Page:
Im having an arguement with a friend can someone settle the score. If a person is in negotiations about buying property off person. He says the property makes 10,000 euro a year and offers to show me the accounts. I decline but buy the property. Couple of months later it is known by the accounts that the property made nowhere near 10,000.
I think i would have a case for fraudelent misrepresentation even though i declined to see the accounts first time around. My friend says no. Can anyone settle a bet please ?
Griffith did Warrenty etc a few weeks back and no one I know would be revising at this stage because its assignment week so it ain't us
For it to be any kind of misrep, you need to have been induced into the contract by the representation.
If you declined to view the accounts there is a good case to argue that you werent relying on that particular representation and you were going to purchase the property anyway.
I think your friend wins this one.
I'm not sure that the other side could argue that you were not induced by the representation. However, a claim of fraudulent representation will not be successful where the contractee knew or ought to have known the representation was false. Check out Mairead Enright's book on contract law.
Seems a solid enough argument to me. Being the sale of a property, you would assume there were more terms than just what the property makes per year. If it was that important the person would have checked the accounts.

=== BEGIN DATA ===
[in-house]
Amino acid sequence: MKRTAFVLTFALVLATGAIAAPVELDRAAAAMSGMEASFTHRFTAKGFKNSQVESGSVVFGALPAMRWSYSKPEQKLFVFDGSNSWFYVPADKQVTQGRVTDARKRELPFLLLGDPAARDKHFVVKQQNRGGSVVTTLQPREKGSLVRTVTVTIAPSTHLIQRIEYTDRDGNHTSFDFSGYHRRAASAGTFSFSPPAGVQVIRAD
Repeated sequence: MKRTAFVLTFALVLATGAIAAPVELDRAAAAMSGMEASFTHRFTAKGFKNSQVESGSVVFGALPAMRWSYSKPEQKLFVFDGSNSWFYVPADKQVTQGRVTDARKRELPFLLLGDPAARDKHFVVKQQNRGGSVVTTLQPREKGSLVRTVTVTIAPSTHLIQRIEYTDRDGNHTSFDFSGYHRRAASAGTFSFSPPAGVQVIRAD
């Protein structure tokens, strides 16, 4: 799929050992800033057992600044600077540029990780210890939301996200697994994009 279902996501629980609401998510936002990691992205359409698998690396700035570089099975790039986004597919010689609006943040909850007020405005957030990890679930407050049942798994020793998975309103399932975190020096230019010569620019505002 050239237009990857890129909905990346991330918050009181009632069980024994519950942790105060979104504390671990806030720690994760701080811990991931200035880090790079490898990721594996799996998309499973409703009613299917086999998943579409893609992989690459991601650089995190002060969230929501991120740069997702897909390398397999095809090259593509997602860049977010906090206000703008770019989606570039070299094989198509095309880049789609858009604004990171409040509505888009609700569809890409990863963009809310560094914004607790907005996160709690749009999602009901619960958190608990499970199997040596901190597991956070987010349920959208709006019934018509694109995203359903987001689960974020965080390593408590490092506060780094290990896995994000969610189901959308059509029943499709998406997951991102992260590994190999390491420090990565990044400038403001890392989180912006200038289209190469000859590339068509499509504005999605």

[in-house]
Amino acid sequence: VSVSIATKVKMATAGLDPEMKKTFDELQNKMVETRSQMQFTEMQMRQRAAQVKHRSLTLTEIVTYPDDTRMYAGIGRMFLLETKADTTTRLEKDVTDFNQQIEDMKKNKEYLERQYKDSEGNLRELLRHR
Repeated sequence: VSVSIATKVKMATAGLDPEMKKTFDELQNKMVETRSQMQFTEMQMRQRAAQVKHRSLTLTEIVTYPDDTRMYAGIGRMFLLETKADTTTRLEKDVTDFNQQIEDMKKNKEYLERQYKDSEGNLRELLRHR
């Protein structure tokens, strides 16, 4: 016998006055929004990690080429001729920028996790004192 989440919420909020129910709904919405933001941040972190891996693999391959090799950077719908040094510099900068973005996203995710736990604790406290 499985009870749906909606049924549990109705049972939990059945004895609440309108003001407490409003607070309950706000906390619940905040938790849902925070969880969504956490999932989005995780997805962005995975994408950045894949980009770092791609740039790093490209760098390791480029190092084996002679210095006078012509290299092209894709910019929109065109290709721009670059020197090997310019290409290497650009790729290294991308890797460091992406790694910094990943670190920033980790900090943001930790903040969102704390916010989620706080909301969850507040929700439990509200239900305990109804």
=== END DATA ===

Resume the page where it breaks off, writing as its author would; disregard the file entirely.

Saying it makes €10,000 per year could be just a sales puff, it will probably fall to the context of the representation but I would rather be arguing there was no misrep that there was a misrep in this case.
Yeah, I agree with you now that he could not really argue it induced him to contract. In real-life I cannot see a court finding for a party that did not bother to do its homework.
Must show reliance, there is a rebuttable presumption of reliance.
Where it will succeed is were there the misprep is a material inducement, not just sales puff. See Spice Girls v Aprila
General reluctance of the courts to impose liability here, especially given the hypothetical party had the opportunity to investigate the grounds of the claim.
Better chance to bring a claim under negligent misstatement and claim there was a collateral contract. Pretty doubtful it would succeed as NQ points out the major problem is lack of inducement.
say if before i buy the property he tells me that there are other people looking at the property and they are going to buy it. Then i but it straight away. Would i have a case then?
"Judge the reason I bought the property was because other people were looking at it". Where's the loss and is the fact that other people are considering a the purchase viable grounds for inducement?
All you're demonstrating there is that you rushed into a purchase.
I think this is the key point, you had the opportunity to check but didn't. If the accounts were falisfied or you weren't offered the opportunity to check then fine but you just failed to do proper diligence.
Sometimes let the buyer beware applies.
However, €10,000 per year is a rather specific figure. That said, what is the basis of calculation?
But being so specific might also help, I mean, were they saying that the property will make EXACTLY €10,000!? Obviously nobody can know the exact amount so it could be construed as a sales puff. But I take your point.